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Posts Tagged ‘Rejob’

Listener No 4490: REJOB by Botox

Posted by Dave Hennings on 9 March 2018

Spoiler alert: this was bloody tough!

A quick check of the Database shows that Botox had a Magpie C-grade word puzzle three years ago, and the Listener website gives the two setters who were behind this fiendish puzzle. Both are fiendish in their own right.

The way in here seemed to be 29dn (P – A)(P – A) which was (2) and had a limited number of possibilities. Mind you, we had the same old question as to whether (P – A) was positive or negative. After some time, I wasn’t sure if this was the way in or not since nothing else seemed to happen.

In hindsight, I can’t recall how the next four hours were filled, except they weren’t filled very quickly. I do remember spending five minutes counting that each NATO letter was used exactly twice. I also noticed that Z was the only letter that wasn’t used as a multiplier or divisor, so could that be 1 — or did we have something like 4ac (B + RAV)O with O = 1? I decided to park that thought.

It was at the beginning of my second 4-hour session that the suspicious looking 21dn HO – T/E – L = HO – TE + L came to my rescue in association with 11ac D(E + L + T)A = (D + (E + L)T)A. This led to E = 2 followed quickly by T = 12 and L = 9.

Shortly after the start of my third 4-hour stint, the grid was filled and it was time to come up with the cipher for the endgame. Grid B had to have some cells containing the digits they had in Grid A, and the remainder having the digit converted to a letter, where each digit represented any of two or three letters. What was noticeable was that columns 1 and 11 had the same digits, column 7 contained 5–0 in order, and there were some other strange patterns.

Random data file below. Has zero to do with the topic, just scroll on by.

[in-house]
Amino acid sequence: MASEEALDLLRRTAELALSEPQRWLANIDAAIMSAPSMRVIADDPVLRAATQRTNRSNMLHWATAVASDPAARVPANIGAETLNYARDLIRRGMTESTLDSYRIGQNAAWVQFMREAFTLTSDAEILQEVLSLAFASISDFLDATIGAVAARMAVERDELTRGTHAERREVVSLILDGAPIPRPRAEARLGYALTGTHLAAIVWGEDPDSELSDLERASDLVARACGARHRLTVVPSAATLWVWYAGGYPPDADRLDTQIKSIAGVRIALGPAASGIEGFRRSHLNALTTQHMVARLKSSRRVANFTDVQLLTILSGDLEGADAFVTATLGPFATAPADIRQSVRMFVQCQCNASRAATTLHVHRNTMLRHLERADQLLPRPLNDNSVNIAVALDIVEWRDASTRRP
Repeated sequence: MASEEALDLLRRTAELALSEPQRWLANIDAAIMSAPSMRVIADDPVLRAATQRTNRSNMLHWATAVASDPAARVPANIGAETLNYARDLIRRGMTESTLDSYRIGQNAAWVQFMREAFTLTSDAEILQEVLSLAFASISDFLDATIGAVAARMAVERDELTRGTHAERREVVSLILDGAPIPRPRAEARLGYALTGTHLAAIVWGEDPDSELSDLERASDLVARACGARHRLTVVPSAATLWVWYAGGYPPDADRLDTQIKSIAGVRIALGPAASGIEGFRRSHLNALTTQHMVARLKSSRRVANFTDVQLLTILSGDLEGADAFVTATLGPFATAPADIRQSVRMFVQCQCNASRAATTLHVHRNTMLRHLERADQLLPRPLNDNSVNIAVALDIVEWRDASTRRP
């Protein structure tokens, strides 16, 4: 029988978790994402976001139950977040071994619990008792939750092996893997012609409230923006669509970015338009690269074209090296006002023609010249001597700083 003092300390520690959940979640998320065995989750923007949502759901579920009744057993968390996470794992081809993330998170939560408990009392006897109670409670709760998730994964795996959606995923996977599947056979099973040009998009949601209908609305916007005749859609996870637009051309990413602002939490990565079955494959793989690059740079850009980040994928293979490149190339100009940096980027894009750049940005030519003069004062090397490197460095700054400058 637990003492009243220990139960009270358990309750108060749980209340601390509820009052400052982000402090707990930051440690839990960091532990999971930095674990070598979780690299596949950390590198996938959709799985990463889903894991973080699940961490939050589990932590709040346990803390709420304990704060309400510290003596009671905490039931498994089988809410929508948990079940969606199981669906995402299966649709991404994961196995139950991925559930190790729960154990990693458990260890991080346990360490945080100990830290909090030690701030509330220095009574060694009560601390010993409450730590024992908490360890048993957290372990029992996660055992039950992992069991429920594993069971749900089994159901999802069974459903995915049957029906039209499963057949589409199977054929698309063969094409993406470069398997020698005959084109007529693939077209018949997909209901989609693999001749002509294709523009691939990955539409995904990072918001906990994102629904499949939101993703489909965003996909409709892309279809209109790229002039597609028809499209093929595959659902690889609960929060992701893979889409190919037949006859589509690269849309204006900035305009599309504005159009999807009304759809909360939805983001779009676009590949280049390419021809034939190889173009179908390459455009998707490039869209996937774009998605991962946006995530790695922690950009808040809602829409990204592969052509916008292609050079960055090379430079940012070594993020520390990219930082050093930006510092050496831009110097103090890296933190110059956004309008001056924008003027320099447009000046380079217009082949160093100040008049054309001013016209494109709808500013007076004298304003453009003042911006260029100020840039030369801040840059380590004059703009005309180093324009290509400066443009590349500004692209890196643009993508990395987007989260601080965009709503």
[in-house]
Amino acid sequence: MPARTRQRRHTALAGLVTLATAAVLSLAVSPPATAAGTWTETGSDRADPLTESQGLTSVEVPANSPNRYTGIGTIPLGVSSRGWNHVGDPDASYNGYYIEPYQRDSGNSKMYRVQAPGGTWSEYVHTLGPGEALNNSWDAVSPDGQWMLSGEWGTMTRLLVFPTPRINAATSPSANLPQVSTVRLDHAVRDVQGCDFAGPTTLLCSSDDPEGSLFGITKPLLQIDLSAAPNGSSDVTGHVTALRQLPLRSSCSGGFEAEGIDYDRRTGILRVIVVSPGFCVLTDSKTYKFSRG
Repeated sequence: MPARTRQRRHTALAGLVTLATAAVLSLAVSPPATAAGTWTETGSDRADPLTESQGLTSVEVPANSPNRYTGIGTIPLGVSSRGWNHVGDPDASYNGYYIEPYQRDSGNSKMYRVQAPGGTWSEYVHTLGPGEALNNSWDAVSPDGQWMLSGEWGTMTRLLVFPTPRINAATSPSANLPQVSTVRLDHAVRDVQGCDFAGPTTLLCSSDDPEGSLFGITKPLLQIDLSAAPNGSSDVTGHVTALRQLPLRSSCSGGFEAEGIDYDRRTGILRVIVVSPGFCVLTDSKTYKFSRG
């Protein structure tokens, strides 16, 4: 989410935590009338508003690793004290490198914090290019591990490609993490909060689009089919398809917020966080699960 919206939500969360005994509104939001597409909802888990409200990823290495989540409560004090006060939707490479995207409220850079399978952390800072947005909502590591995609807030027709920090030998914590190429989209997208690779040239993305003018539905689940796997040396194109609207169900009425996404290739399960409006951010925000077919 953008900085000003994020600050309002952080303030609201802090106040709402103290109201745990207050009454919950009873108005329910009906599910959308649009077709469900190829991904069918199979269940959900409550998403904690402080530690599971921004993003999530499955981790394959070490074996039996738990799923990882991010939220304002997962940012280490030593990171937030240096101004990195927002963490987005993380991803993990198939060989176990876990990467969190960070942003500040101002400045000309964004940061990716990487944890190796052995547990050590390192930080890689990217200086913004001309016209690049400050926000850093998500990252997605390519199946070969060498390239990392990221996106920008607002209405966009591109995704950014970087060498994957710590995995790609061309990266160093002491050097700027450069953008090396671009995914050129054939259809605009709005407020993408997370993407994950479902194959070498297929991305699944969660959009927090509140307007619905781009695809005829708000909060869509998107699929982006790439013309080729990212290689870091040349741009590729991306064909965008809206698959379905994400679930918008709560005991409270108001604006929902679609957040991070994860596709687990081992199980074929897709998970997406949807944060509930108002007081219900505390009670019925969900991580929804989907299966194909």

It was fairly obvious (I think) that the digits in order encoded to A–J or K–T or U–Z. However, I wasn’t sure whether the order was 0–9 or 1–0 or even 2–1, etc. The basic idea was confirmed by seeing that the code for REJOB could also give HOTEL, although I was unsure as to why that was particularly relevant yet.

My first somewhat bizarre idea was that the hotel would be occupied by those letters of the NATO alphabet that spelt out people’s names, such as JULIET and ROMEO.

I tried encoding the top row using 0–9 and then 1–0, but nothing leapt out at me. I decided, partly for the fun of it, to build a spreadsheet that would have ten grids, each using one of the coding options. My spreadsheet skills are a bit rusty so it took slightly longer than expected.

Sod’s Law and it was the last such grid that enabled me to see the light with the left hand column showing IS/JT/AKU/IS/HR/IS. STAIRS eventually popped out and five minutes later so had RECEPTION, LIFT and PENTHOUSE. That gave the 34 cells with letters and left the 16 rooms to be delineated.

I don’t know whether it is a predominantly American habit of not numbering the 13th floor. Of course, any fool can see that no matter how you label that floor, doesn’t stop it being the 13th! However, it was an amusing touch here to omit room 13 on the first floor — or as Americans would call it, the second floor!